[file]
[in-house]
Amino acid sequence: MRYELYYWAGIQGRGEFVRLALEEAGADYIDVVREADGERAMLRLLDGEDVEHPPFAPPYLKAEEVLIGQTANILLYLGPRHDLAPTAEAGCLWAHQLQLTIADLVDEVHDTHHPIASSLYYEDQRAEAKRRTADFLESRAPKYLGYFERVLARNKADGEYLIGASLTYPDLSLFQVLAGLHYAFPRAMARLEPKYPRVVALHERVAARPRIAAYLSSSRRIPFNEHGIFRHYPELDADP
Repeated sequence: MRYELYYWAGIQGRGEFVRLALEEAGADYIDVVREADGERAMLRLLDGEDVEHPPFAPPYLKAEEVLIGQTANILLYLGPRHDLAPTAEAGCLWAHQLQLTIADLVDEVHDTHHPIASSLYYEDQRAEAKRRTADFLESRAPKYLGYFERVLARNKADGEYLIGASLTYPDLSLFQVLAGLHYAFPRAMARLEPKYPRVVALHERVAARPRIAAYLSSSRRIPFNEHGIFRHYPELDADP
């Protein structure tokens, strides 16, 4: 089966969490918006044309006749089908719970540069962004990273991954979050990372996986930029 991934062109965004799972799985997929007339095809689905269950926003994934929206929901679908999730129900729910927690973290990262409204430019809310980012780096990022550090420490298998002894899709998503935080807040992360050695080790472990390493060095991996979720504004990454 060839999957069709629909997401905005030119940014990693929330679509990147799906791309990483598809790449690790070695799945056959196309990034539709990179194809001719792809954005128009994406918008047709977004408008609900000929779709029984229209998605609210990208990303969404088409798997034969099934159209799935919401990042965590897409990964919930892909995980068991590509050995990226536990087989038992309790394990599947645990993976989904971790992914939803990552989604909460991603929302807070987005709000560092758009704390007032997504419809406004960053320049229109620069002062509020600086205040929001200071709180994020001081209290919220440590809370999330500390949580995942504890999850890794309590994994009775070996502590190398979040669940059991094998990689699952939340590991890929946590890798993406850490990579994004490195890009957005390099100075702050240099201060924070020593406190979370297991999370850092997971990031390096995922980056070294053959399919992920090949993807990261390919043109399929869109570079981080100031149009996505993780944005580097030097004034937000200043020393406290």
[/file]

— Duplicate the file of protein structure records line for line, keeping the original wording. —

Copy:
[in-house]
Amino acid sequence: MRYELYYWAGIQGRGEFVRLALEEAGADYIDVVREADGERAMLRLLDGEDVEHPPFAPPYLKAEEVLIGQTANILLYLGPRHDLAPTAEAGCLWAHQLQLTIADLVDEVHDTHHPIASSLYYEDQRAEAKRRTADFLESRAPKYLGYFERVLARNKADGEYLIGASLTYPDLSLFQVLAGLHYAFPRAMARLEPKYPRVVALHERVAARPRIAAYLSSSRRIPFNEHGIFRHYPELDADP
Repeated sequence: MRYELYYWAGIQGRGEFVRLALEEAGADYIDVVREADGERAMLRLLDGEDVEHPPFAPPYLKAEEVLIGQTANILLYLGPRHDLAPTAEAGCLWAHQLQLTIADLVDEVHDTHHPIASSLYYEDQRAEAKRRTADFLESRAPKYLGYFERVLARNKADGEYLIGASLTYPDLSLFQVLAGLHYAFPRAMARLEPKYPRVVALHERVAARPRIAAYLSSSRRIPFNEHGIFRHYPELDADP
């Protein structure tokens, strides 16, 4: 089966969490918006044309006749089908719970540069962004990273991954979050990372996986930029 991934062109965004799972799985997929007339095809689905269950926003994934929206929901679908999730129900729910927690973290990262409204430019809310980012780096990022550090420490298998002894899709998503935080807040992360050695080790472990390493060095991996979720504004990454 060839999957069709629909997401905005030119940014990693929330679509990147799906791309990483598809790449690790070695799945056959196309990034539709990179194809001719792809954005128009994406918008047709977004408008609900000929779709029984229209998605609210990208990303969404088409798997034969099934159209799935919401990042965590897409990964919930892909995980068991590509050995990226536990087989038992309790394990599947645990993976989904971790992914939803990552989604909460991603929302807070987005709000560092758009704390007032997504419809406004960053320049229109620069002062509020600086205040929001200071709180994020001081209290919220440590809370999330500390949580995942504890999850890794309590994994009775070996502590190398979040669940059991094998990689699952939340590991890929946590890798993406850490990579994004490195890009957005390099100075702050240099201060924070020593406190979370297991999370850092997971990031390096995922980056070294053959399919992920090949993807990261390919043109399929869109570079981080100031149009996505993780944005580097030097004034937000200043020393406290």